Owning horses will cause your hands to shake sometimes. I can distinctly remember when In Over My Head first made my hands shake. It was right after we bought him at an auction. The excitement got the best of me and I couldn’t even sign my name on the sales slip. From that day on, he caused my hands to shake many times. Normally this was after a big race and once text messaging became more prevalent (can you believe that Mo’s career goes back to the early stages of sending text messages???) the hand shaking phenomenon become more noticeable. Today, Mo made my hands shake one last time…and for a very unique reason.
He passed his fertility test.
Let me take a step back since I haven’t had an updated since June.
This season marked Mo’s 8th as a racehorse. At times, he looked like his old self. Other times, he was starting to look his age. He had three wins in six starts and going into his seventh start there was no reason to think he wouldn’t get his fourth win on the season. We had no idea that July 25, 2015 was about to mark the end of one of the most exciting, gratifying, humbling and memorable experiences in our lives.
When the gate folded that night, Mo make an uncharacteristic break. After he got back on stride, his driver, Kyle Wilfong, urged him to pick up the pace. He made another break. This went on again and finally Kyle just let Mo do his thing. What Mo did was pace around the Balmoral oval in about two minutes, some 30 lengths from the leader. He was trying to communicate something very simple to us. He was trying to tell us that he didn’t want to race anymore.
In his previous 87 starts, Mo had never given anything less than a 100%, run through a wall effort. Even through injury…hell, even when he got hurt IN THE BEGINNING OF THE RACE. Nothing stopped him. He was a runaway freight train. Suddenly, he flipped the switch and ended things on his own terms. It took us about 2 minutes to come to the conclusion that there was be no more races. While he was sore, the great thing was that he did not have any major injuries. Even though he was about to be retired, we had him checked out anyway. No minor breaks or tears could be found. We were always worried he would end his career with some sort of injury, but he made sure to pull the plug before that happened. He was healthy enough to easily transition to the next stage of his career…but what was that going to be?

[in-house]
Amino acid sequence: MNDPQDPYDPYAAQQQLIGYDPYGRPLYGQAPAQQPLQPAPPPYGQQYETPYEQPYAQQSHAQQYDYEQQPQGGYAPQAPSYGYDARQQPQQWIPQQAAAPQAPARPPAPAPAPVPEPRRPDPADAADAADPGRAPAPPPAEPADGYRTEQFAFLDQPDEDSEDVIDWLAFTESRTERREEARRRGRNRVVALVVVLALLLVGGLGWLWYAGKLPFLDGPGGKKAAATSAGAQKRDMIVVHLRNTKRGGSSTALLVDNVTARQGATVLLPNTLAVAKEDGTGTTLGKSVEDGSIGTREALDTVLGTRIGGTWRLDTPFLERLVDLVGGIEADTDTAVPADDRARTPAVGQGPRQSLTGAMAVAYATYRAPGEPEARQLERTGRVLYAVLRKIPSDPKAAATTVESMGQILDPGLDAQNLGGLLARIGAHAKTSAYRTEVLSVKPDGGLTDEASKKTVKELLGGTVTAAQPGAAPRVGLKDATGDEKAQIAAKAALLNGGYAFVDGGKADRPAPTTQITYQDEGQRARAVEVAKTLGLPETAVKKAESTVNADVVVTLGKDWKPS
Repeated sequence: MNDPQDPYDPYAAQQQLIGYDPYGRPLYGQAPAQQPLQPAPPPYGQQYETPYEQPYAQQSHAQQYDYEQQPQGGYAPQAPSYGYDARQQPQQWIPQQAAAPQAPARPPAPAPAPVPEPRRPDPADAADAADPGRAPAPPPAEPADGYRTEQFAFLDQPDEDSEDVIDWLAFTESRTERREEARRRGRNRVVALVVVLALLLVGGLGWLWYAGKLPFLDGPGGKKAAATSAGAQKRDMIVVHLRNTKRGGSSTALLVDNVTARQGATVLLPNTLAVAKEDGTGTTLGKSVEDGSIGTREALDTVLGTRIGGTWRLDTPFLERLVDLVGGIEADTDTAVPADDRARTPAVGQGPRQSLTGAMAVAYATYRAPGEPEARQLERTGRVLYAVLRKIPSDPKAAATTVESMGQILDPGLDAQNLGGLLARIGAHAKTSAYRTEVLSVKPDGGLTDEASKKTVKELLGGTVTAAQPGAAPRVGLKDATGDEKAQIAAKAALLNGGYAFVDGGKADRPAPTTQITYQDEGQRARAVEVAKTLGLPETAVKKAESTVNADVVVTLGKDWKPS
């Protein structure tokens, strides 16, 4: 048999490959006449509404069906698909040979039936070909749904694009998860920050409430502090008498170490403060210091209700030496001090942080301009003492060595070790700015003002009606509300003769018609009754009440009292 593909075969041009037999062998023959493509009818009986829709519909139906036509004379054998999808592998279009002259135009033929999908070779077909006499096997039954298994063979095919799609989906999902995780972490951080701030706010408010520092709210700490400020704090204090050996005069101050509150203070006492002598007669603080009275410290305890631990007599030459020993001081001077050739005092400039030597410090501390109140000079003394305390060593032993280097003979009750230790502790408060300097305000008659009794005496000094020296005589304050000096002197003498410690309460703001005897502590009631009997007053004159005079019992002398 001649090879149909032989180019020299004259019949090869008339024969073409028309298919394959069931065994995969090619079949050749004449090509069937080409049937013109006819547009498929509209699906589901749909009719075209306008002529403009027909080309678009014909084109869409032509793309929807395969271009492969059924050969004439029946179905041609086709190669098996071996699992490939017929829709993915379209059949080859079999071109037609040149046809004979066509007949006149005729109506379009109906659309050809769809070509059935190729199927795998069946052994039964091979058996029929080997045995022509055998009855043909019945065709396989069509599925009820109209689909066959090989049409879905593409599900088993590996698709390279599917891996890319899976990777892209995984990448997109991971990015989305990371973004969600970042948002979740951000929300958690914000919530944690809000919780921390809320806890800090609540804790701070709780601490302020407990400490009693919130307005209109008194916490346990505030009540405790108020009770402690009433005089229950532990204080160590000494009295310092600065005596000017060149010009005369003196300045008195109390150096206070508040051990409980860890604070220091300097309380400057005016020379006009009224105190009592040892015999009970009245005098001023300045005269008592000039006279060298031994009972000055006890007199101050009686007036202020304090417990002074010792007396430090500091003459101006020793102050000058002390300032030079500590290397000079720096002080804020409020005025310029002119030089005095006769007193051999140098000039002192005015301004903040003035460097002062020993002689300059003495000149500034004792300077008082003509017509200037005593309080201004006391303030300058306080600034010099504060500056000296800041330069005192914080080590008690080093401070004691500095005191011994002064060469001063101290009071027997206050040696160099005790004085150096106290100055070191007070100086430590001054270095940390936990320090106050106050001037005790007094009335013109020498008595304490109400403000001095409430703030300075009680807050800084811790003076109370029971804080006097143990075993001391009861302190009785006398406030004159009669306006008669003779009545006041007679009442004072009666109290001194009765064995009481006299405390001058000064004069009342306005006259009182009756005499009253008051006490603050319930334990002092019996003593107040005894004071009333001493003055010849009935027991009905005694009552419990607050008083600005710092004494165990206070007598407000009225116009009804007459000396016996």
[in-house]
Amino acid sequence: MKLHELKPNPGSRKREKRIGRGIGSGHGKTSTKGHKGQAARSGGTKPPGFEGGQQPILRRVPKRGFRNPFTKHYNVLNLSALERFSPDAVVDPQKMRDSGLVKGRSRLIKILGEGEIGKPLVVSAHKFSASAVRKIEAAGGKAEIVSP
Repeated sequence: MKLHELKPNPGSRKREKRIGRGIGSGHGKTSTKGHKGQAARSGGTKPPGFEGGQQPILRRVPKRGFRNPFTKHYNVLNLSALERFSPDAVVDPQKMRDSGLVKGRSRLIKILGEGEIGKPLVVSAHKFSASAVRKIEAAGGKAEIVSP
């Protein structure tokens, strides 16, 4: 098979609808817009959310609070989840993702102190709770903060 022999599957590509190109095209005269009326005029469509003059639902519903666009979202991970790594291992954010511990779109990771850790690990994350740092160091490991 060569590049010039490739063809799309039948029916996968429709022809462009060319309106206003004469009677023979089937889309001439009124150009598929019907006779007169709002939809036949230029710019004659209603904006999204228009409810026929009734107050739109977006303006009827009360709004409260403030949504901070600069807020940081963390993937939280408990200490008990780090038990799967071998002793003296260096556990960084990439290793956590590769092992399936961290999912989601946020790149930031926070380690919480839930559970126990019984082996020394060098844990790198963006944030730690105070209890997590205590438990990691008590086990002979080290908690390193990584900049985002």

We needed to find him a good home. Preferably a home that allowed him to, you know, be a stallion. We knew it wouldn’t be easy. The stallion game is a tough one and while Mo has shown many of the traits needed to become a successful stallion, the competition is fierce. We would need to find the right niche. So we went to work.
Danny took the lead and he reached out to numerous small farms in California, Iowa, Minnesota, Illinois, and Indiana among others. We had a nice package of information with a letter explaining why he would be a good fit. For a while, it was silence, then we got a call back from someone in Iowa. She had about 5 mares and knew of others that might want to breed to him. Perfect.
We were thrilled at the thought that our boy was going to get a chance to live the life of a stallion. We started having visions of his babies at racetracks. We thought that maybe one day we could have one of our own. However, there was one important obstacle that needed to be hurdled. He needed to prove his ability to be a stallion. He was…well…not experienced when it came to the ladies.
So, we set up an appointment at a clinic in Cedar Rapids, near the farm of the prospective owners. The deal was clear. If he passed his test, she’d take him. If not, we’d have to come up with a new plan and the dream of stallion life for Mo would be over. That’s a lot of pressure.
Luckily, our plan ended up working. Mo passed! Not only did he pass, but apparently he is considered “extremely fertile”. This is a great sign for his new owners and will allow him to move smoothly to his next career. When we got the news, I was actually supposed how excited I was. It was like he just won a race!
We shouldn’t have been surprised at our excitement. Mo has given us so much over the past eight years. I’ll likely do one more post that is a final summary of this story, but it is hard to describe how gratifying it is for us to be able to give Mo this second career he deserves. He should be a stallion on some level. His stats don’t to him justice. He’s a million dollar horse and hopefully he can pass along all those wonderful traits to his future offspring. We can’t wait to see that little colt one day with the dark coat, star in the middle of his forehead and white left front leg. When we do, I think we may just have to make the owner an offer they can’t refuse.
It’s also nice knowing that it isn’t over for Mo. There is more to his story. He won’t just be ours anymore, but Mo was meant to be shared. He can make more people happy and find a special place in their heart just like he has with us.
So from now on, we don’t need to say “Let’s Go Mo” anymore. I think “Go Get Em Mo” is a little more appropriate.